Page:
Well, we can’t say we weren’t warned. As promised, in January 10’s episode, “In Justice,” ABC’s The Rookie, revealed a new “polarizing” character, veteran officer Doug Stanton (Brandon Routh) and his hit-you-over-the-head racial profiling. The episode also featured interactions between titular character Officer John Nolan (Nathan Fillion) and James Murray (Arjay Smith), a local black man, while Nolan’s assigned to a community policing center.
In the episode, Stanton’s rookie, Officer Jackson West (Titus Makin Jr.), goes from getting along with the seemingly affable Stanton before his true colors come out, to being morally conflicted about what to do, with his co-workers and superiors indifferent.
Viewers first see Stanton in action when Nolan and Detective Nyla Harper (Mekia Cox) are doing community outreach in that neighborhood. In plain sight, a young man breaks into a car, steals a backpack, and flees pursuing officers. Stanton and West respond to the call for back-up and James protests:
Nolan: Got him.
James: Hey, come on! Take it easy!
Nolan: It’s okay, we’re just arresting him for burglary for stealing this backpack.
James: What, you need four cops for a kid stealing a bag?
Stanton: Yo, my man, back off.
Nolan: It’s — It’s okay. It’s okay. Look, calling for backup is simply protocol. We don’t know if the suspect is armed. Better safe than sorry.
James: Safe for who? Not for people who look like him. Or me.
Stanton: You want us to stick around?
Nolan: No, uh, we’re cool.
James: I’m not cool. Are you?
West: Look, this guy just made one of your neighbors a victim. Okay? He’s going in. Simple.
James: It’s never that simple. Alright? If the city wasn’t spending 50% of its budget on cops, then maybe he would have gotten a leg up instead of the short end of the stick.
West: Look, I hear you. Trust me, I do. But I don’t have a time machine, okay? So right here, right now, this guy just broke someone’s window, which is not cheap to fix, and he took their property. So if you want to help him, help him get a good lawyer.
James: I will.
Nolan: Are we just supposed to ignore crime, in his eyes?
Harper: It’s not that easy. I mean, he’s fighting against a rigged system, and he is not winning.
Again, the young man committed the crime in plain sight of officers.
In another scene, Stanton and West are responding to a call in another neighborhood where a young black man, D’Andre, explains his West African immigrant parents’ home was broken into. Stanton makes assumptions and quickly jumps to questioning if D’Andre is part of a gang, demanding to know if he has any tattoos and who he is affiliated with. West diffuses the situation.
Stanton previously had experience handling gangs. Another officer reveals to West that “Stanton was originally an L.A. County Sheriff” and in that department “they don’t start out in the streets” but “do two years as guards” where they had “inmates pelting you with bags of feces on the regular to give you a jaded view of humanity.”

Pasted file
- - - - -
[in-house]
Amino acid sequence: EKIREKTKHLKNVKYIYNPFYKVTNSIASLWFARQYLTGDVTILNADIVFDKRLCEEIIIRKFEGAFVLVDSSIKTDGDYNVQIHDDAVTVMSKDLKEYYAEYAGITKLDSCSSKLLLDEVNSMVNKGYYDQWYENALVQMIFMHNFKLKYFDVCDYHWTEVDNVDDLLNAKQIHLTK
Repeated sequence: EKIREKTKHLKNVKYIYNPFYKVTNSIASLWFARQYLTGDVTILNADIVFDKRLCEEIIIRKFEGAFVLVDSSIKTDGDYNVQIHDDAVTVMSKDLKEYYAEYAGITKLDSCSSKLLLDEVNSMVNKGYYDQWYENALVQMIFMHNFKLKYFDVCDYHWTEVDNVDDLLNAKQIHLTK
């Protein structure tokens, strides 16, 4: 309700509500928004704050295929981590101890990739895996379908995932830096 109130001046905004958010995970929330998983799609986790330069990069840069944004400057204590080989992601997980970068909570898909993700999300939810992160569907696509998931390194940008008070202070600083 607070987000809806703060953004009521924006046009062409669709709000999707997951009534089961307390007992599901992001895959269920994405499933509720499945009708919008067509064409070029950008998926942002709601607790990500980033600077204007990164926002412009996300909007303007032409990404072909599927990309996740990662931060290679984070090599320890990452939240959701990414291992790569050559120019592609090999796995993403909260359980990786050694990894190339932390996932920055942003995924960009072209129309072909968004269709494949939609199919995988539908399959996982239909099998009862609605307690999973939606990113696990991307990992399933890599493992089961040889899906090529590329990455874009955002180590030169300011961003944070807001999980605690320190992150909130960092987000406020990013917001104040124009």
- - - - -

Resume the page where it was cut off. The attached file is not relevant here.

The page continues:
There’s also plenty more conversations between Nolan and James. By nature, Nolan is a do-gooder, who seeks to repair and improve a neighborhood park currently unsafe due to drugs. Thus far, Nolan’s efforts have been less-than-welcome by James:
James: City gave you permission to work on this yourself?
Nolan: Uh, yeah. Took some convincing, and I got to do it on my own time. All the city has to do now is come and inspect. Until then, lights are working.
James: Hey, that’s just great. You must feel real good about yourself.
Nolan: Actually, my shoulders and my back are a little angry with me.
James: And what about tonight? When they break the lights again? What then?
Nolan: Uh, cameras are on the way, and the Watch Commander has approved more patrols in the area, so if anybody’s caught messing with the lights, they’ll be arrested.
James: So, more Black and Brown people in prison. And then you’ll be gone, and it’ll just go back to the way it was.
Nolan: I’m just trying to help.
James: You ever wonder why cops spend so much time in neighborhoods like this? It’s ’cause the arrests are easy. Hell, I’ve lost count of the amount of times I’ve seen rookies brought here and taught, “This is what a junkie looks like, and this is what a dealer looks like.” And from that moment on, that’s how cops see us.
Nolan: Okay, look, I wasn’t trained like that.
James: Well, that’s because your training officer looks like us. Look, the only person you helped this morning is you. [Chuckles ] Made yourself feel good while you put a band-aid on a systemic wound. You want to make a real difference? Stop picking on us and attack crime at the source. Keep meth out of this neighborhood. [ Scoffs ] Anything less, you’re wasting both our time.
Eventually James comes around, and brings his sons over to the community center to make use of the tutoring the officers are offering. We could have done without such above-mentioned scenes, though.
Predictably, this is all just a warm-up. In a preview for January 17’s upcoming episode, “La Fiera,” Stanton is seen tackling a young black man mistakenly suspected of a yet-to-be-announced crime. When his mother takes issue, Stanton physically pushes her back and shouts, “Lady, I will knock your ass out.” The preview ends with a verbal standoff, complete with dramatic music, between Sergeant Wade Grey (Richard T. Jones) and West, with the latter declaring, “Silence is complicity, sir.”